New Delhi: British telecom services firm Cable and Wireless Plc. plans to establish an optic fibre network of its own in India after the Union government gave it approval for offering national and international long-distance telephony services in the country.
Cable and Wireless will compete with other global telecom firms such as BT Group Plc. and AT&T Inc., that, too, are offering similar services in India.
“India accounts for a bulk of around 25% revenues contributed by the Asian markets to our global revenues,” said Jim Marsh, chief executive officer of Europe, Asia and US markets for Cable and Wireless. “We are establishing a core backbone within three to four months, which will connect the four metros apart from Hyderabad, Pune and Kolkata.”
The company, which serves enterprises such as the State Bank of India, or SBI, India’s biggest bank by assets, has already joined hands with the TTK Group for offering connectivity solutions to Indian enterprises.
“Growing at over 30% annually, India is our fastest growing market, and has recently been recognized as a region by the Cable and Wireless leadership,” said Sunanda Das, the firm’s managing director for India and South Asia. Das added that the company’s India operations serves around 120 customers currently, but declined to name them.
According to audit and consultancy firm PricewaterhouseCoopers, the Indian enterprise market for telecom services is expected to reach $6 billion (Rs24,060 crore) by 2010, primarily driven by demand for connectivity solutions from software and back-office services companies such as Infosys Technologies Ltd, Wipro Ltd and Genpact Ltd.
After the first phase of laying a national cable backbone, Cable and Wireless will seek to partner with another company for expanding its network to other towns in the country. “We would continue to focus on building a fixed-line network, and may look at wireless solutions as a temporary measure,” said Marsh.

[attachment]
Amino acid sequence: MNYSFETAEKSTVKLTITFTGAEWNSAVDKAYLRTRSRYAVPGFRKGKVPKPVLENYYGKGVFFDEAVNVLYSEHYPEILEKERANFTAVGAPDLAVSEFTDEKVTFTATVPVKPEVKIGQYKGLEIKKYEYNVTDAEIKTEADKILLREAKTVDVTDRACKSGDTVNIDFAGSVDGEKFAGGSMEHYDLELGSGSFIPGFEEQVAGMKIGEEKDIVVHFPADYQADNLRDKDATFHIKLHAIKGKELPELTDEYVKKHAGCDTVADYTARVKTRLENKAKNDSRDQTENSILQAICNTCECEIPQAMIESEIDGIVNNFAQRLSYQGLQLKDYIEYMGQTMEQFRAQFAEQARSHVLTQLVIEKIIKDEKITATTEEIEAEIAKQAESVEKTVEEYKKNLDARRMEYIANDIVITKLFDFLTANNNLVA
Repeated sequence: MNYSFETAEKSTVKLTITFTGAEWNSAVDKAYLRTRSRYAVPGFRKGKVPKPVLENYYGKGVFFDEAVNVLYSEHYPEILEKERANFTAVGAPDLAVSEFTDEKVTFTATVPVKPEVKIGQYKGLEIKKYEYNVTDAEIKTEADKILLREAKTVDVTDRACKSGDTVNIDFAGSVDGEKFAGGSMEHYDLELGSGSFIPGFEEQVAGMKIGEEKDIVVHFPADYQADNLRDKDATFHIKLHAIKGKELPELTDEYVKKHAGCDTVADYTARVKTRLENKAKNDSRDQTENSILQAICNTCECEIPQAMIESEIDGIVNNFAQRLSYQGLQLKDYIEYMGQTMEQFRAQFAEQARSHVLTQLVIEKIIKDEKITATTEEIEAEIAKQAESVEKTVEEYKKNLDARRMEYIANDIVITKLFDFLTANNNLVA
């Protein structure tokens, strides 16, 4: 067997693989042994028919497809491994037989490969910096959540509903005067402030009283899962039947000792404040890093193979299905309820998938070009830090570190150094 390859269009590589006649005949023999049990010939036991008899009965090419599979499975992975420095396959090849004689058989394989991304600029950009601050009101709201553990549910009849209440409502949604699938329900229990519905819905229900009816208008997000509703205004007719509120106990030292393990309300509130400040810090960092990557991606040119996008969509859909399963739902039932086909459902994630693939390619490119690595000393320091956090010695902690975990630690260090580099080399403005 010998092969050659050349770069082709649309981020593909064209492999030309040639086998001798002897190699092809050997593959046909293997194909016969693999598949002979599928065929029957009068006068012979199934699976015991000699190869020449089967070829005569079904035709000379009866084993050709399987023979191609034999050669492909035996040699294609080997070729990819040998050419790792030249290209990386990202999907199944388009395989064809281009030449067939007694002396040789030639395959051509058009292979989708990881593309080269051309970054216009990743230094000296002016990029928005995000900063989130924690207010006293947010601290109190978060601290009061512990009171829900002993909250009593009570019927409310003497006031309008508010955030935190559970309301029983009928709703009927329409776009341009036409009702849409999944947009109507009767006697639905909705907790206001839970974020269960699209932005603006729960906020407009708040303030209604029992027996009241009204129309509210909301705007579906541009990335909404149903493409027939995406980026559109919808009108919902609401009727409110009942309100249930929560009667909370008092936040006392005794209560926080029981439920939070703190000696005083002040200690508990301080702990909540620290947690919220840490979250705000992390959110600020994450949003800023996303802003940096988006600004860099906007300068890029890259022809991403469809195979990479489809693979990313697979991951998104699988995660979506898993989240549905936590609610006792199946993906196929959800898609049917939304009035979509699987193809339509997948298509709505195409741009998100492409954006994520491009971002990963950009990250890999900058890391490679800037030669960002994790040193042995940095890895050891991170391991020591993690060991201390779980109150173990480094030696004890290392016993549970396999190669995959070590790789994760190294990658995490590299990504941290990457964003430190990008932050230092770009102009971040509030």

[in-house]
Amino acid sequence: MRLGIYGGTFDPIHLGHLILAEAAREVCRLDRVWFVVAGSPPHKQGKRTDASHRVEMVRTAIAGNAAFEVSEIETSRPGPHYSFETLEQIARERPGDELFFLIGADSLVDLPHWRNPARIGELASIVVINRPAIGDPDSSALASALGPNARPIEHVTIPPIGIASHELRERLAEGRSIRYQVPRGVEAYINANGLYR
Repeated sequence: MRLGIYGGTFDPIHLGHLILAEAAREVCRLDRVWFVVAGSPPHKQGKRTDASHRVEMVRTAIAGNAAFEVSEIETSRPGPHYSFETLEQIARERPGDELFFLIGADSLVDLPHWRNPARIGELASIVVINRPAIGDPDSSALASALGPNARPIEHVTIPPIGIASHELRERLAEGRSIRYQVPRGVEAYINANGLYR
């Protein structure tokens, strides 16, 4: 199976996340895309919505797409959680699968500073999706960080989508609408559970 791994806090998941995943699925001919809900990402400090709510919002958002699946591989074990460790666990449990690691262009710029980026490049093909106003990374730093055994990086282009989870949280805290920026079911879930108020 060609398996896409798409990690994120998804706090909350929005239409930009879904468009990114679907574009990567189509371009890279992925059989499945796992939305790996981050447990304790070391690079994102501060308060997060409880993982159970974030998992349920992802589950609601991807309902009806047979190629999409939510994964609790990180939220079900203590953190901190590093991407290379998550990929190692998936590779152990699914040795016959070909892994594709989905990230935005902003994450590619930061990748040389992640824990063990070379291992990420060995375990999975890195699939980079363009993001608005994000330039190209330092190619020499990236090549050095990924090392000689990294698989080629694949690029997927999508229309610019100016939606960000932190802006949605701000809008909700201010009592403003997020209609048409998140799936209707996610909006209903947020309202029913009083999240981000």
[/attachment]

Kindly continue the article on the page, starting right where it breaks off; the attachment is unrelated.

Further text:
Even though Cable and Wireless received a licence to offer long-distance phone services in India much after rivals BT and AT&T, the company expects to grow its revenues from the country.
“Unlike our competitors, we will not look at small and medium enterprises, and continue to serve large customers,” added Marsh.
Analysts such as Usha Rajeev, who heads the information technology and communications practice at PricewaterhouseCoopers, said Cable and Wireless, though behind BT and AT&T to the Indian market, had not missed the growth in the Indian market for business telecom services. “The telecom enterprise business has just started taking off in India,” she said.
“Cable and Wireless is a company with long history and has years-old customers who would be happy to work with then in India,” Rajeev added. Cable and Wireless counts Cisco Systems Inc., Aviva Plc., Vodafone Group Plc., DHL Worldwide Express Inc. and Woolworths Ltd among its customers.